Phonozoic

More on the Phonautograph


June 1, 2009

In case you haven't yet heard, the version of the "Au Clair de la Lune" phonautogram my First Sounds colleagues and I released to the world in March 2008 turns out to have been played back at twice the speed at which it was originally recorded. What we thought was the voice of a young girl was really a "chipmunk effect"—played here after two other examples at the same speed for comparison:   . Here it is at what we now believe to be the correct speed:   . When I imitated the new version during a trip to Paris in April, the response I got was: "Ah! That's how we sing 'Au Clair de la Lune' as a lullaby!" So we may have to give up our romantic notion of Scott recording the voice of his young daughter, but in return we may have a record of the way he sang his children to sleep.

Even so, the new version of "Au Clair" lacks the audible charm our initial playback had. Fortunately, another recently educed phonautogram makes up for it: Scott's last known phonautogram, an exuberant rendition of "Vole, Petite Abeille" ("Fly, Little Bee"):   . This is one of two 1860 phonautograms played back so far using my "optical film sound track" method. The other is a recitation in Italian of the opening lines of Torquato Tasso's pastoral drama Aminta . . : "Chi crederia che sotto forme umane e sotto queste pastorali spoglie fosse nascosto un Dio? Non mica un...." Scott writes at the bottom of this sheet: "I was wrong; it should be umane forme." By taking responsibility for the mistake, Scott indirectly identifies himself as the speaker here and, in all likelihood, in other phonautograms as well.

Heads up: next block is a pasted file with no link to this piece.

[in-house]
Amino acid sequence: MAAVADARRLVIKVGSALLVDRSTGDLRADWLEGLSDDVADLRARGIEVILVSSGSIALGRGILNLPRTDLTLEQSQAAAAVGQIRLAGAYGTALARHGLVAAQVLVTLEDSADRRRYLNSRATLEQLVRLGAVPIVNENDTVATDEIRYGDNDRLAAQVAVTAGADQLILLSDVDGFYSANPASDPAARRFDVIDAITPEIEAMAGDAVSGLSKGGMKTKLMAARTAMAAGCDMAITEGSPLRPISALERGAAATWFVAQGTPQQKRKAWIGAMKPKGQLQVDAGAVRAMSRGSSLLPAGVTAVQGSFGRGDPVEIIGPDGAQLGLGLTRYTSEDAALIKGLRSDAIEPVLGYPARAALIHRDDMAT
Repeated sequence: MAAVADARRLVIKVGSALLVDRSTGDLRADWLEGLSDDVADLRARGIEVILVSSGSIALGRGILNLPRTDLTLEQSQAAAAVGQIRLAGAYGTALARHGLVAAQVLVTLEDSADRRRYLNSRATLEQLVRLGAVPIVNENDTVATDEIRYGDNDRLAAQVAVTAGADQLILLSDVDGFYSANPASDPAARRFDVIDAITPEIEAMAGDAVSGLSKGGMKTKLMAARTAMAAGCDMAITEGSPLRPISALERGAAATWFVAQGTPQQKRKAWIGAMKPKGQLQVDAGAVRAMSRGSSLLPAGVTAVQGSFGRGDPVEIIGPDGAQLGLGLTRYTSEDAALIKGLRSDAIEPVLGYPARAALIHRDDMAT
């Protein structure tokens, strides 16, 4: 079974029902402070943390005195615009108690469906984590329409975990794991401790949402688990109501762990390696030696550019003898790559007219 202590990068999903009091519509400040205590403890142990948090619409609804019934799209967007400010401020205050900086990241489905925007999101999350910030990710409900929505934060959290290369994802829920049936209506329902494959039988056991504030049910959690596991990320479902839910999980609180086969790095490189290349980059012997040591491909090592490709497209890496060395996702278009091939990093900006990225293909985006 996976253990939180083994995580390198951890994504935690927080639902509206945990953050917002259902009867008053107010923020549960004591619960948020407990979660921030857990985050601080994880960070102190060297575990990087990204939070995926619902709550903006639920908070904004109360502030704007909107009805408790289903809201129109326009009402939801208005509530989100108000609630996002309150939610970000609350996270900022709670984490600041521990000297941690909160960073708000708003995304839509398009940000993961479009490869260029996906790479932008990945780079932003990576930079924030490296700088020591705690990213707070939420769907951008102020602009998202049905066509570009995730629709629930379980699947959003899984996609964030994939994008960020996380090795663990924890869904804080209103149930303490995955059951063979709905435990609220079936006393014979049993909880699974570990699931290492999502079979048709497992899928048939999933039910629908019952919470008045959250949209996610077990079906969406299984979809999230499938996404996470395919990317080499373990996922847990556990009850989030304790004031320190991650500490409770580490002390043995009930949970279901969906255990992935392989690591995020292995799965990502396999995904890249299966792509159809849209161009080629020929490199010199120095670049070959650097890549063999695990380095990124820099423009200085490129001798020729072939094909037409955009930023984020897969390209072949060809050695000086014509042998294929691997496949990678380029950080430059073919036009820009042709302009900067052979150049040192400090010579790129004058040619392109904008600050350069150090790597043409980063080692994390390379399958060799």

Find out more about these latest discoveries at FirstSounds.org.

 
 

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Édouard-Léon Scott de Martinville
(Phono-Gazette, May 1, 1905)


Original content copyright © 2009, Patrick Feaster.